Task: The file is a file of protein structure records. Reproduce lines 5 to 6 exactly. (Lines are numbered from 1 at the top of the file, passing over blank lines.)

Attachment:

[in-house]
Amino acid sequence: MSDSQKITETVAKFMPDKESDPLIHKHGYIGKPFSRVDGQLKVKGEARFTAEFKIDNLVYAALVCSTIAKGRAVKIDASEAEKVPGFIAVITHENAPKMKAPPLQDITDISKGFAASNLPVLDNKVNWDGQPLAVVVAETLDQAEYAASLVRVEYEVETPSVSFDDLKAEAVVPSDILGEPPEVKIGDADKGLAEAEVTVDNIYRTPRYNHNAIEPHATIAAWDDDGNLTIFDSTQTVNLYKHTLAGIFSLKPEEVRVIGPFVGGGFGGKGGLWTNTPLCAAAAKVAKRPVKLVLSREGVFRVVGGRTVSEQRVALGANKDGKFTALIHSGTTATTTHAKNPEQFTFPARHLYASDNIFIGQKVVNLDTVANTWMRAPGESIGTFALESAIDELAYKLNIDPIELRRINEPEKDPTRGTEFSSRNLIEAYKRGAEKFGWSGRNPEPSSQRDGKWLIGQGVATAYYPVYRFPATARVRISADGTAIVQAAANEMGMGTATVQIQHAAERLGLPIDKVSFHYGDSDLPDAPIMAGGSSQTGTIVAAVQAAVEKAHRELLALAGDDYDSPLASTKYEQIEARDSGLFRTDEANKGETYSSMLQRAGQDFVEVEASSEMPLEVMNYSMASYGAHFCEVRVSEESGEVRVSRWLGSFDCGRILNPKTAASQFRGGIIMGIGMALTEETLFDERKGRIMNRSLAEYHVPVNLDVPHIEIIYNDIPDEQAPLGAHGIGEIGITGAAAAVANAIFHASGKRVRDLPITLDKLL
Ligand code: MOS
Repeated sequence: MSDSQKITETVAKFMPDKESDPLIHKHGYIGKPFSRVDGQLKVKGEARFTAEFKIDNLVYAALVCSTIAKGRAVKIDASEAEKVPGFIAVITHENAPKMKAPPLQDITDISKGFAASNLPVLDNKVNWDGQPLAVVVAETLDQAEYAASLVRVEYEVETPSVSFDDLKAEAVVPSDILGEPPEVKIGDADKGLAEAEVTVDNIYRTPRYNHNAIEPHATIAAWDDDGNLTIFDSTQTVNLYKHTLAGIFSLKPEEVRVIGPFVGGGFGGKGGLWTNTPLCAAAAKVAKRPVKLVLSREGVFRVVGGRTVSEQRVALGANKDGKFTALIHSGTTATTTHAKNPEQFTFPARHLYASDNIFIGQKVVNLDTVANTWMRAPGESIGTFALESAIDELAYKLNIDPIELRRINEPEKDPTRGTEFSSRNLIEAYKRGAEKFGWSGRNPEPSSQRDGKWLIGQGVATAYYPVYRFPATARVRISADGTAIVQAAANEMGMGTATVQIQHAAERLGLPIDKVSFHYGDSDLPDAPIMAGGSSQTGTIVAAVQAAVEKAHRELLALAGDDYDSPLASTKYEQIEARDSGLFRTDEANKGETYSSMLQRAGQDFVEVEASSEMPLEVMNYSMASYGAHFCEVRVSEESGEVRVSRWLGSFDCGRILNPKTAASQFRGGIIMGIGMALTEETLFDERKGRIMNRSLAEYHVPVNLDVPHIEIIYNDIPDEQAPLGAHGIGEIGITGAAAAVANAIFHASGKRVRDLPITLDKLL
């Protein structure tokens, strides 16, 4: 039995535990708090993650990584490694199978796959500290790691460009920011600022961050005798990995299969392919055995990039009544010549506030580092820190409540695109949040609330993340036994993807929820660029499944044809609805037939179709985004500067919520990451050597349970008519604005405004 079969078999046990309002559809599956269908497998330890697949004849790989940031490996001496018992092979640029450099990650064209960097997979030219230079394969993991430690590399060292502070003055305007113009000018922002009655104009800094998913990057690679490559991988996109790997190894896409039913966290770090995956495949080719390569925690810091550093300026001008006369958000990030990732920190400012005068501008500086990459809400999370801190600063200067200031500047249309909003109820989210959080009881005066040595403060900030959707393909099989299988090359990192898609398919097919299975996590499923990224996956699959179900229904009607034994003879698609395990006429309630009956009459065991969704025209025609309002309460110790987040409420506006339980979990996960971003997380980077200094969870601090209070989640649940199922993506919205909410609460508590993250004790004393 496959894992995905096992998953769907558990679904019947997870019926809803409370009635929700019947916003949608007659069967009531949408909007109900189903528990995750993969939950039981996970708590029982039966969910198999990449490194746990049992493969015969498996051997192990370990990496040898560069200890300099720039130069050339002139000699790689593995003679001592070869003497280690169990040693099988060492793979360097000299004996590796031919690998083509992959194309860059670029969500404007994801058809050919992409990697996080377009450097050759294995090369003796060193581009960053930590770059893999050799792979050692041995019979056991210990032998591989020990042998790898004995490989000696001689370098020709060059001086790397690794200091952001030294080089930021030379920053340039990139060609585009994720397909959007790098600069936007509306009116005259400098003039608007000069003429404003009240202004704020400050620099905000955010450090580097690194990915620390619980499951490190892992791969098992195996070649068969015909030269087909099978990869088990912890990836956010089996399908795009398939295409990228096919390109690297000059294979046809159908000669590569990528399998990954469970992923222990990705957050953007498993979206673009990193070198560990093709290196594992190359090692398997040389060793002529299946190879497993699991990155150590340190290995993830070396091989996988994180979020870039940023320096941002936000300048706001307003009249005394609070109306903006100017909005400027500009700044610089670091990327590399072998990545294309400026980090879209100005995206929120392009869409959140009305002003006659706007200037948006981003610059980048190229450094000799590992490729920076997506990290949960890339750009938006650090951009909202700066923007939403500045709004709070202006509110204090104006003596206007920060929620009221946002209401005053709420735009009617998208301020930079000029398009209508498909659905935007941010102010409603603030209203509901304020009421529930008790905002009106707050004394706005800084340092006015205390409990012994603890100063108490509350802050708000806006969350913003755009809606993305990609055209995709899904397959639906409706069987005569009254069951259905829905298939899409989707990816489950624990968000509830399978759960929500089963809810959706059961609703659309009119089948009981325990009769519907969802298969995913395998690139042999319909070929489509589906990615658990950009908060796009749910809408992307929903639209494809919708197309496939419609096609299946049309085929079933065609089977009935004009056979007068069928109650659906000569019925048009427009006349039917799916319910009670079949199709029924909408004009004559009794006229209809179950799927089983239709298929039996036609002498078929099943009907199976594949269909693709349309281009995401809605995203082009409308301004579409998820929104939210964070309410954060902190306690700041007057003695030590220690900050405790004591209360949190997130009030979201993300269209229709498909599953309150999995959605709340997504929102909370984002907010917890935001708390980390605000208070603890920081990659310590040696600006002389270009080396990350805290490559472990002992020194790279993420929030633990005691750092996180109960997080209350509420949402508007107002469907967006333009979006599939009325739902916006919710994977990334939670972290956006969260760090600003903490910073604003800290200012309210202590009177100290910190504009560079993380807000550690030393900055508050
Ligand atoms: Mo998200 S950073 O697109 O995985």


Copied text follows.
């Protein structure tokens, strides 16, 4: 039995535990708090993650990584490694199978796959500290790691460009920011600022961050005798990995299969392919055995990039009544010549506030580092820190409540695109949040609330993340036994993807929820660029499944044809609805037939179709985004500067919520990451050597349970008519604005405004 079969078999046990309002559809599956269908497998330890697949004849790989940031490996001496018992092979640029450099990650064209960097997979030219230079394969993991430690590399060292502070003055305007113009000018922002009655104009800094998913990057690679490559991988996109790997190894896409039913966290770090995956495949080719390569925690810091550093300026001008006369958000990030990732920190400012005068501008500086990459809400999370801190600063200067200031500047249309909003109820989210959080009881005066040595403060900030959707393909099989299988090359990192898609398919097919299975996590499923990224996956699959179900229904009607034994003879698609395990006429309630009956009459065991969704025209025609309002309460110790987040409420506006339980979990996960971003997380980077200094969870601090209070989640649940199922993506919205909410609460508590993250004790004393 496959894992995905096992998953769907558990679904019947997870019926809803409370009635929700019947916003949608007659069967009531949408909007109900189903528990995750993969939950039981996970708590029982039966969910198999990449490194746990049992493969015969498996051997192990370990990496040898560069200890300099720039130069050339002139000699790689593995003679001592070869003497280690169990040693099988060492793979360097000299004996590796031919690998083509992959194309860059670029969500404007994801058809050919992409990697996080377009450097050759294995090369003796060193581009960053930590770059893999050799792979050692041995019979056991210990032998591989020990042998790898004995490989000696001689370098020709060059001086790397690794200091952001030294080089930021030379920053340039990139060609585009994720397909959007790098600069936007509306009116005259400098003039608007000069003429404003009240202004704020400050620099905000955010450090580097690194990915620390619980499951490190892992791969098992195996070649068969015909030269087909099978990869088990912890990836956010089996399908795009398939295409990228096919390109690297000059294979046809159908000669590569990528399998990954469970992923222990990705957050953007498993979206673009990193070198560990093709290196594992190359090692398997040389060793002529299946190879497993699991990155150590340190290995993830070396091989996988994180979020870039940023320096941002936000300048706001307003009249005394609070109306903006100017909005400027500009700044610089670091990327590399072998990545294309400026980090879209100005995206929120392009869409959140009305002003006659706007200037948006981003610059980048190229450094000799590992490729920076997506990290949960890339750009938006650090951009909202700066923007939403500045709004709070202006509110204090104006003596206007920060929620009221946002209401005053709420735009009617998208301020930079000029398009209508498909659905935007941010102010409603603030209203509901304020009421529930008790905002009106707050004394706005800084340092006015205390409990012994603890100063108490509350802050708000806006969350913003755009809606993305990609055209995709899904397959639906409706069987005569009254069951259905829905298939899409989707990816489950624990968000509830399978759960929500089963809810959706059961609703659309009119089948009981325990009769519907969802298969995913395998690139042999319909070929489509589906990615658990950009908060796009749910809408992307929903639209494809919708197309496939419609096609299946049309085929079933065609089977009935004009056979007068069928109650659906000569019925048009427009006349039917799916319910009670079949199709029924909408004009004559009794006229209809179950799927089983239709298929039996036609002498078929099943009907199976594949269909693709349309281009995401809605995203082009409308301004579409998820929104939210964070309410954060902190306690700041007057003695030590220690900050405790004591209360949190997130009030979201993300269209229709498909599953309150999995959605709340997504929102909370984002907010917890935001708390980390605000208070603890920081990659310590040696600006002389270009080396990350805290490559472990002992020194790279993420929030633990005691750092996180109960997080209350509420949402508007107002469907967006333009979006599939009325739902916006919710994977990334939670972290956006969260760090600003903490910073604003800290200012309210202590009177100290910190504009560079993380807000550690030393900055508050
Ligand atoms: Mo998200 S950073 O697109 O995985």